32. This is yet another awesome post! Your blog gave me the courage to paint the brick around my fireplace – the red brick I had been looking at at not loving for 25 years. Now it is white. I don’t love it but I like it a lot more now and it is different! You have given me more courage and I am sure you are giving courage to others too. Thanks Nester.

  33. I know exactly what you mean. I took a risk when we built our home and painted our family room red—no RED!!! (you can see a pic on the blog) The day that the room was painted I walked in and kept saying “it’s so red, it’s so red, ohhhh, I just don’t know if I like this, it’s so red” But once I got stuff on the walls and furniture in the room, I loved it and it gets soooo many positive comments when people come over—and they all say they would be too scared to paint a room red!

  34. I used pick colors that are too light.
    Then I picked some that are too dark.

    Now, I only buy paint if I grab a handful of paint chips and tape them in a large square on the wall so I can see the chips in all light conditions. (When tiny jars of samples are available – that’s even better!)

    Hugs and Kisses,
    Goldilocks

  35. Love that you posted on rush cuz I am about to embark on a big one! I know everyone is into whites and cool tones for decor but I did this a few years ago and I am ready for something different. I should leave my house the way it is since it “fits in” so well with what others are doing nowadays BUT that is the safe thing to do. I fell in love with a coral and gold fabric the other day and I am going to take the risk and run with it. This means I will NOT changing out my gold and brass fixtures but embracing them instead. It is risky and may end up looking totally putrid BUT it could be amazing too. The possibility of amazing is worth the cost of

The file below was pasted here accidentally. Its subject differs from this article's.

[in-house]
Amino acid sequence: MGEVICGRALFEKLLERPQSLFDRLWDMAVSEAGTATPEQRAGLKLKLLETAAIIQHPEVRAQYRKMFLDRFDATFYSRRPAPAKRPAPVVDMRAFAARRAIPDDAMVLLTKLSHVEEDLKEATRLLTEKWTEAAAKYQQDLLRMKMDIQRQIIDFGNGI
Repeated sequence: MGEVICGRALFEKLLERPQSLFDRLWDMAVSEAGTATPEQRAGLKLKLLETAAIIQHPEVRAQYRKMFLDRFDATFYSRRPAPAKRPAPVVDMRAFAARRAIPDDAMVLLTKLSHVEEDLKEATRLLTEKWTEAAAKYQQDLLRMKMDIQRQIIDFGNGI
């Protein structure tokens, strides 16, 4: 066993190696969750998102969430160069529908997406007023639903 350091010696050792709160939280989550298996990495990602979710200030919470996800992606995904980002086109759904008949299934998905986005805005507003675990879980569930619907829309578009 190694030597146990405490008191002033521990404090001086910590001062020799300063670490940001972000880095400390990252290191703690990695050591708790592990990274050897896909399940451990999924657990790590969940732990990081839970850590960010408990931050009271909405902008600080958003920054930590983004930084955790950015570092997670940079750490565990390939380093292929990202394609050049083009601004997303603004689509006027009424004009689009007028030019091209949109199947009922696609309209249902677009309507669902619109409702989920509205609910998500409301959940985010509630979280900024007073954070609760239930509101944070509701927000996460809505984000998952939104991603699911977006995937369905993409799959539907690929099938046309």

the risk!

  36. I’m with Tina on the fear of nail holes! We have plaster walls and it is not so easy to hang something on plaster! Do you have any suggestions as to safely put a picture up? I have tried putting tape across the spot before nailing but I still get a HOLE with cracks in all directions!

  37. your bedroom has evolved into the most beautiful room……

  38. We are HUGE risk takers! We took on a huge risk when we bought our 100 yr old house and while we have had some major work to do it has been so worth the risk. I am so blesses that I am married to a risk taker who goes along with my crazy ideas!

  39. Thanks so much for weaving practical philosophy into your posts. The risk- taking theme as well as a former theme of simplifying have made a great impact on me, recently, and have helped me over a few hurdles in my mind! Keep up the great work.

  40. I love this post! I was so inspired to do a gallery wall and I did it!! I don’t consider myself afraid to take a risk but I know several people who are afraid of doing something wrong that they never do anything at all. That makes me sad..life is about risks..we may miss out on a blessing and a really good idea!! Thanks for inspiring and for taking risks!

  41. So true.
    And look at the similarities between Lauren’s living room and your bedroom. Did you have her room as one of your inspiration photos??

  42. The song “unwritten” made me cry…
    You are so right about our fears …I think today is the first day to open up “my dirty windows”.

    Love your blog,
    xoxo
    Ellie (Netherlands) (sorry for any misspellings, this is not my native language)

  43. This post was written for me, and I was meant to read it today! I woke up this morning thinking about painting my family room, which terrifies me. It is all a super rough barn board, and I think it is going to be hard to paint, and I don’t know how it will look when I’m done. Oh, and also I’ve never really painted before, and certainly not by myself. AGGHH!! BUT, after reading this…I’m going for it.

    A fear I did conquer recently was the fear of blogging. I kept feeling that there was no way I had anything interesting to say, and how egotistical to assume that anyone would want to read what I wrote? Then I realized….I wanted to do it for me, and to heck with that voice in my head! I just started it last week, and I am loving it so much! Thank you for being such an inspiration!

  44. Wonderful post, Nester!

  45. Yer inspiring